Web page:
WMC to screen films on British history

August 30, 1992|By Staff Report

WESTMINSTER -- Three of the most famous episodes in British history and their subsequent depiction on film will be the focus of the Western Maryland College History Department's Fall Film Series.

All of the films -- "The Private Life of Henry VIII," "That Hamilton Woman," and "Hope and Glory" -- are free and open to the public. They will be screened in the Decker College Center Pub )) and Grille.

"The Private Life of Henry VIII" presents the intimate side of the monarch with a great deal of humor. A virtuoso performance by Charles Laughton earned him an Academy Award for best actor, while the actresses portraying hisnumerous wives, including Merle Oberon and Elsa Lanchester, are also outstanding. This 1933 film was directed by Alexander Korda. It will be shown on Monday, Sept. 14, at 7:30 p.m.

One of the great love stories of all time is that of Lord Nelson and Lady Hamilton. Produced during the height of the war in 1941, Mr. Korda's "That Hamilton Woman" is a dynamic retelling of the war between England and Napolean's France as well as a revealing look at the affairs of the principals. Starring Laurence Olivier as Lord Nelson and Vivian Leigh as Emma Hamilton, the film is said to have been Winston Churchill's favorite. It will be shown on Monday, Oct. 19, at 7:30 p.m.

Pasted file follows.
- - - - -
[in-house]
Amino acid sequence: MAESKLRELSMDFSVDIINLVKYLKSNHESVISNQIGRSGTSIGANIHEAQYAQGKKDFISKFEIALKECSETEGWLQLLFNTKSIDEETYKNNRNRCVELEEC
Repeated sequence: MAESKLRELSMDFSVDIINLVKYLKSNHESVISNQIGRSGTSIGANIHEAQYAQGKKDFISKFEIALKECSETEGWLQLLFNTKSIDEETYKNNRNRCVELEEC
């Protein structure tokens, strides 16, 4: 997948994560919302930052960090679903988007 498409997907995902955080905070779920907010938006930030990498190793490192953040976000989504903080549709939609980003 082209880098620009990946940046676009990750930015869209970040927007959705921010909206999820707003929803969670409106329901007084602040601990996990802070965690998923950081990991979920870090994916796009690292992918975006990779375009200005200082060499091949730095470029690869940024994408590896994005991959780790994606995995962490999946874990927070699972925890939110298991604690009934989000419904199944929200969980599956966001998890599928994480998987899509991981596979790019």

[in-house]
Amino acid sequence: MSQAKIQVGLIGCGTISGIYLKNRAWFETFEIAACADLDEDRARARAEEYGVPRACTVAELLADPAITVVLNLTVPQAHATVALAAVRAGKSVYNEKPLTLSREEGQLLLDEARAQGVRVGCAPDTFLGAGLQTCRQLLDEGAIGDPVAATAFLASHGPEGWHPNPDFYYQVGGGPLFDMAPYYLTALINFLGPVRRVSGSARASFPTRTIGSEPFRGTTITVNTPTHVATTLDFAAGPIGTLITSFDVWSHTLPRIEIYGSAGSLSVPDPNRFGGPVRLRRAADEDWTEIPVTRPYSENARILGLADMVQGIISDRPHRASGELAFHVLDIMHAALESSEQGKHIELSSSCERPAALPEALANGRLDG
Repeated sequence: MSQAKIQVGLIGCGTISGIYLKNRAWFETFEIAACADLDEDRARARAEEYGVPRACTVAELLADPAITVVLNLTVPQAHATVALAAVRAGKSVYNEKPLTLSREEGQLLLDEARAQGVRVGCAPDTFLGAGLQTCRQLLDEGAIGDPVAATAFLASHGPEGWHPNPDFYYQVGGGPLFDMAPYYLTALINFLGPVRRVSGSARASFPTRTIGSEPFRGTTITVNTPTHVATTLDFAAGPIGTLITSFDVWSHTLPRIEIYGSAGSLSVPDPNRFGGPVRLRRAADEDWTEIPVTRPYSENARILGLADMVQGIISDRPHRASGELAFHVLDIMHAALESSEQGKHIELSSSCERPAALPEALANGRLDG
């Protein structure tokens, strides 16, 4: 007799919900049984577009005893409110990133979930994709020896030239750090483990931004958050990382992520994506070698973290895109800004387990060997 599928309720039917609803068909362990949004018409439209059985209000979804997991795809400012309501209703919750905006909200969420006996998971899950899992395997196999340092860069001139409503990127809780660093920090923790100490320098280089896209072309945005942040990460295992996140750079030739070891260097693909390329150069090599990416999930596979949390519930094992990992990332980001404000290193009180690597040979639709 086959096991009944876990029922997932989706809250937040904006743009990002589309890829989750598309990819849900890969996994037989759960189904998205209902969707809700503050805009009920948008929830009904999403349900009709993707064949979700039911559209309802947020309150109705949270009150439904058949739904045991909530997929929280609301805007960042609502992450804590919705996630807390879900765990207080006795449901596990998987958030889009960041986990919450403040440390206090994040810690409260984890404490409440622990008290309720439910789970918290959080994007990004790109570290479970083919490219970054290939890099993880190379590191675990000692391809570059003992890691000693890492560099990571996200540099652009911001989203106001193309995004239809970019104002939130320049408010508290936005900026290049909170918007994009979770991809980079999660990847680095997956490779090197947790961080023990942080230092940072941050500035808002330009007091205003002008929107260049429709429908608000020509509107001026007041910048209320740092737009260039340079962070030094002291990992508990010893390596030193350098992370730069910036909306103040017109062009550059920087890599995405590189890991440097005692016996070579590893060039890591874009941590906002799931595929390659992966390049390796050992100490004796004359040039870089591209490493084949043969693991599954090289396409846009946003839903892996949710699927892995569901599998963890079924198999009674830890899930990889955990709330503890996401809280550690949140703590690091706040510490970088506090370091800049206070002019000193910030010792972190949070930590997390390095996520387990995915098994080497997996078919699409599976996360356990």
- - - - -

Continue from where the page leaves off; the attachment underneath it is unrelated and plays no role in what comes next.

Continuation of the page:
"Hope and Glory," nominated for an Academy Award for best picture, may be director John Boorman's most personal film. Based on his childhood recollections of the London Blitz, it opens just before the declaration of war in 1939. The hero, Bill Bohan, finds his life turned upside down when his father registers for military service. It doesn't take long for the business-as-usual attitude of British school and family life to be overrun by the chaos and wonder of a city under siege. Though this 1987 film is ostensibly very British, its themes are universal. "Hope and Glory" will be shown on Monday, Nov. 9, at 7:30 p.m.

Additional information: WMC History Department, 857-2410, or the Office of Public Information, 857-2290.

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